Sharon Jones Letka
Professor: Deidra Harp RN, MSN
Nursing 3303 Issues and Nursing Perspectives
Nursing over the years has evolved in the form of the roles that are fulfilled and expected involvement in the healthcare field. The changes that followed create a multitude of opportunities. In this paper we will discuss the changing role of nurses and its impact on healthcare today. We will also discuss why nurses should be involved in policies and politics and the importance of doing so.
Before the 1980’s nurses were primarily taught to be loyal to the physicians. Anything that the physician said was to be carried out by the nurse. What if a mistake was made? It fell on the nurse while the physician got nothing but a slap on the wrist. Advocacy and nurse autonomy simultaneously became a way for nurses to break free from simply being loyal to the physicians. Nurses began to have their own identity. It became not only acceptable but expected to question a physician’s order that would result in harm. Nurses are now beginning to be viewed by most as a partner to the physician.
Nurses, now more than 3 million, represent a large portion of the healthcare field. (AORN, 2013) As part of the nursing role, we are expected to prevent medical errors and reduce safety events. It is a common practice on the units to record these mishaps with incident reports and identify the cause. It is now the nurses who advocate for the patient to have their Foley catheter and central lines removed as we know that this is a major source of infection.
Another role of nursing is to educate patients and family members. Nurses begin educating at admission on disease processes, medications, and medication side effects. Nurses teach patients how to manage their illnesses and often how to prevent reoccurrences. The physician often comes in with a diagnosis and treatment that leaves patients with many questions. Nurses often clarify what the physician said as well as reinforce teaching.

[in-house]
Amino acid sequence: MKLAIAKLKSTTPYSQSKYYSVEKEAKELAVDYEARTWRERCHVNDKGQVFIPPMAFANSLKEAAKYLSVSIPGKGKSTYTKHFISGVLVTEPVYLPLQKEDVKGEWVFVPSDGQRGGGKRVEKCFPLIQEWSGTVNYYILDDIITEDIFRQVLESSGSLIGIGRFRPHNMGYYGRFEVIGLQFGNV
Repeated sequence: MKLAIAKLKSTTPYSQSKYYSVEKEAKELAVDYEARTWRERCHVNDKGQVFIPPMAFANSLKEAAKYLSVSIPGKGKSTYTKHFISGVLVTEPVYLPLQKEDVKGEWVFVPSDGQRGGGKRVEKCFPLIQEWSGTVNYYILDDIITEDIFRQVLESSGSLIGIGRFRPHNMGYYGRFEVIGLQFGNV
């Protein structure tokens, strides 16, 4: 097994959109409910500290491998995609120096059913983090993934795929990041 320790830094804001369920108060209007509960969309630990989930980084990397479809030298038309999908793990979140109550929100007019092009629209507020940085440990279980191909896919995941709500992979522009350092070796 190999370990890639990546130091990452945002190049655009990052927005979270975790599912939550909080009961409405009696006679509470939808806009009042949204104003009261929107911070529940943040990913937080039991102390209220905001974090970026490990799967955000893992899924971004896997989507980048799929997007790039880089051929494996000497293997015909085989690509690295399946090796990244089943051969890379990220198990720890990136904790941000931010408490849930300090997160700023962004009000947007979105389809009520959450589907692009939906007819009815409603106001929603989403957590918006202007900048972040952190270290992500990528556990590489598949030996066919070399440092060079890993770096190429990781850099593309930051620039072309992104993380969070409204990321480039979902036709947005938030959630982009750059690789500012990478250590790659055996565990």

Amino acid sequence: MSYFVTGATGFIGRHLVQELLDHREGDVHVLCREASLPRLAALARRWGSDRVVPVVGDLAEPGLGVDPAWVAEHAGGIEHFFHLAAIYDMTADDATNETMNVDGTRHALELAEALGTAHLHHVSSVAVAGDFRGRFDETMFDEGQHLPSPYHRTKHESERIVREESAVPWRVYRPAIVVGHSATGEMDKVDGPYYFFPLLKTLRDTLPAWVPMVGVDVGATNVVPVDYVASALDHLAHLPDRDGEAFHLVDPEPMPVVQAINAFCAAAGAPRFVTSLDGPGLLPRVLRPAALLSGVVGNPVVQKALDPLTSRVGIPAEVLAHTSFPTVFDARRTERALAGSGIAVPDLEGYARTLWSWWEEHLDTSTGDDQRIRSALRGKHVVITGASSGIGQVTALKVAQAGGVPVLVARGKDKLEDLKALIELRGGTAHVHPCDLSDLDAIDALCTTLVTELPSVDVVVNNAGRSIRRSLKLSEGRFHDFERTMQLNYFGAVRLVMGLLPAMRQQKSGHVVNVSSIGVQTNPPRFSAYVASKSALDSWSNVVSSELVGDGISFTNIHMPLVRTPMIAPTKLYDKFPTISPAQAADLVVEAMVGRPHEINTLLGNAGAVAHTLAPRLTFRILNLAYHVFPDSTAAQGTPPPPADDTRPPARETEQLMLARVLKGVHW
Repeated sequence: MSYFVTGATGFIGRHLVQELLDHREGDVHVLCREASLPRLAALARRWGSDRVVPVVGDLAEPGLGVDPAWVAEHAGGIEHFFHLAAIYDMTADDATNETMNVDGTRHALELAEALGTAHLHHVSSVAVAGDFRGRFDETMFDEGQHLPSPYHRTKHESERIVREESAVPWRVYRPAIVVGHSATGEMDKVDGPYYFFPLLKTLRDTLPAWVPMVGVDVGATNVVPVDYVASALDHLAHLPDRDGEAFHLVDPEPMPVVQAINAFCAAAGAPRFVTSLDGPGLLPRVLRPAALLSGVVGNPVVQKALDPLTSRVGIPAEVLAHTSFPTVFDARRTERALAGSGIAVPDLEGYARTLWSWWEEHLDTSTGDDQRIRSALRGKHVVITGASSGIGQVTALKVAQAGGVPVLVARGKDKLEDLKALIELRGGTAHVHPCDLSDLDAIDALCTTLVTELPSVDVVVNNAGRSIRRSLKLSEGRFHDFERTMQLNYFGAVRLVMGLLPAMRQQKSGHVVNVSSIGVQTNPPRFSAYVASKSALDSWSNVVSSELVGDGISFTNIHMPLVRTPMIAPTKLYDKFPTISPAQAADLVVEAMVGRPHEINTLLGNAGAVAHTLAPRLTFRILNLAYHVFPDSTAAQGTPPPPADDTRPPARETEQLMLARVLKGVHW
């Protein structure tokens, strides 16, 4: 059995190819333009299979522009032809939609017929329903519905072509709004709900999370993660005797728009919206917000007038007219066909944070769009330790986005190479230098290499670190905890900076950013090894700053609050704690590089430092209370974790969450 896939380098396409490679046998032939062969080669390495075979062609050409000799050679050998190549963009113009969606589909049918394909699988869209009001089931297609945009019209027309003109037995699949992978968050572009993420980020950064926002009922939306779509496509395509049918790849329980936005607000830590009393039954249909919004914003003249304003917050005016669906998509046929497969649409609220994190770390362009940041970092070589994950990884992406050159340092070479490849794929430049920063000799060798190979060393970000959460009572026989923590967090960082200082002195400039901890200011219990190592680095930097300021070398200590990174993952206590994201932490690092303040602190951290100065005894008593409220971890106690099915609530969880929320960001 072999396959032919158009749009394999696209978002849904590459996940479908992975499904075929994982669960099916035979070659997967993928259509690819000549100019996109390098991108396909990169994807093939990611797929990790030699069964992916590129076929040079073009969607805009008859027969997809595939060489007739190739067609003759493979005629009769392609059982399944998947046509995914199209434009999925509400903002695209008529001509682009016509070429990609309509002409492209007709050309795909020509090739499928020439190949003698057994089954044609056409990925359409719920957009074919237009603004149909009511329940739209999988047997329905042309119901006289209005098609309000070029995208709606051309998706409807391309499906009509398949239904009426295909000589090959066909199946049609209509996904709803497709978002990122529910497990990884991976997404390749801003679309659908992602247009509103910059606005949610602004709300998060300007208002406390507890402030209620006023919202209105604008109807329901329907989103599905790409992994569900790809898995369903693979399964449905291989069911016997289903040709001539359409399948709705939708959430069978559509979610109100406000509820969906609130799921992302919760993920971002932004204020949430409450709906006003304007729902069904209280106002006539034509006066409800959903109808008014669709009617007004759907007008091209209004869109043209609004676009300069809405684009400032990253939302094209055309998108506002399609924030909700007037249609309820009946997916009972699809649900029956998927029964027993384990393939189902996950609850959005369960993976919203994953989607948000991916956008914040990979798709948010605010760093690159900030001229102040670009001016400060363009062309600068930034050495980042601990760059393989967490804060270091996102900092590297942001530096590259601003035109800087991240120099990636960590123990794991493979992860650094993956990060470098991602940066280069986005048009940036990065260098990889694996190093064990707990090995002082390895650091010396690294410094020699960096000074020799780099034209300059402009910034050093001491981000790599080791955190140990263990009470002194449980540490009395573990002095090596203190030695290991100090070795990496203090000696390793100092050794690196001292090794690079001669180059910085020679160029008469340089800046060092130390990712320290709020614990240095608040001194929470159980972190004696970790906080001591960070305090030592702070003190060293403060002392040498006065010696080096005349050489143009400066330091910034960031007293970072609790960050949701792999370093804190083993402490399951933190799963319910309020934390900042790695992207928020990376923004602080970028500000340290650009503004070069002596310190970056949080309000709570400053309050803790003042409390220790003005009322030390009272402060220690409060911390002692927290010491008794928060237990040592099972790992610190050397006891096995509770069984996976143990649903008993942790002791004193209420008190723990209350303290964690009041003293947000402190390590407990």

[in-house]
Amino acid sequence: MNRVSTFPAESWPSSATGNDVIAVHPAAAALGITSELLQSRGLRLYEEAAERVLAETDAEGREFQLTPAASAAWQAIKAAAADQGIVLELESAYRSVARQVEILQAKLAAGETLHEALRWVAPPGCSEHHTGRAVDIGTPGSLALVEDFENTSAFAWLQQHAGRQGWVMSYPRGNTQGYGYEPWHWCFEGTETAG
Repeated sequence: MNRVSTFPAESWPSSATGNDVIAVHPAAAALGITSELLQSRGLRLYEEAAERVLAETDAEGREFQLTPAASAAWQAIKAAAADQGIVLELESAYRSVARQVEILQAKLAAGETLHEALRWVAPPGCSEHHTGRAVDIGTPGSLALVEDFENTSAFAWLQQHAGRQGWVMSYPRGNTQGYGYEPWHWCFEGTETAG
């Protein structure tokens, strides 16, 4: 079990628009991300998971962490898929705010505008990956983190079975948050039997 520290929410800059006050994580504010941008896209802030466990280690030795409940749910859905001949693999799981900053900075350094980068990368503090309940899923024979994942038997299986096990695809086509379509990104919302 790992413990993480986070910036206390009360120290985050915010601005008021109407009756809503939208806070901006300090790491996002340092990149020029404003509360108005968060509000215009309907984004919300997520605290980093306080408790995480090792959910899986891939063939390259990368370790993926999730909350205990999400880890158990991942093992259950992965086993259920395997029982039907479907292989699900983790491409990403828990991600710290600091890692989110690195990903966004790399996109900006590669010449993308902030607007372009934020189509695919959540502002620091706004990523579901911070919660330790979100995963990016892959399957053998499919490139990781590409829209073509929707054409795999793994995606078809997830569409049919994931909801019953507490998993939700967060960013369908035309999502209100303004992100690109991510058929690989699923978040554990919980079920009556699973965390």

A nurse’s assessment skills have become very valuable to the healthcare field. As nurses, we have the education and ability to recognize early signs of distress. Nurses become a vital part of preventing deaths from occurring. Being at the bedside, a nurse becomes “the eyes and ears” for the physician furthering the trust as a partner in healthcare. As the roles for nursing changes, so does the need for more education. The opportunities for nurses have also grown significantly. Part of the Magnet Status recognition is that at least 80% of registered nurses will hold a Bachelor of Science degree in a given facility. The units have expanded to employ not just bedside nurses and charge nurses but unit based educators, advanced practice nurses, and clinical nurse leaders as well. These nurses have gone beyond the bachelor degree and completed masters in nursing to be able practice leadership skills with the knowledge of evidence based practice and its direct reflection on better patient outcomes. It doesn’t stop at education, however. With the changing of the nursing “roles” come more laws and regulations that nurses should follow. Much of the time, the regulations are not written by nurses or anyone who actually have to try and follow them. That is why it is of upmost importance for nurses to become involved in policy making. We often hear the term engagement but are not fully aware of what that means. To be engaged with your facility is to be committed and emotionally involved. According to a study done by Gallop, ”nurse engagement is the number one predictor of mortality variation across hospitals.” (Blizzard, 2005) A common practice in the hospitals is to have shared governance meetings on each unit. This is usually a monthly meeting where nurses can discuss new policies and procedures that will be implemented. It can also be used to come up with ideas to better improve one’s already in place. Many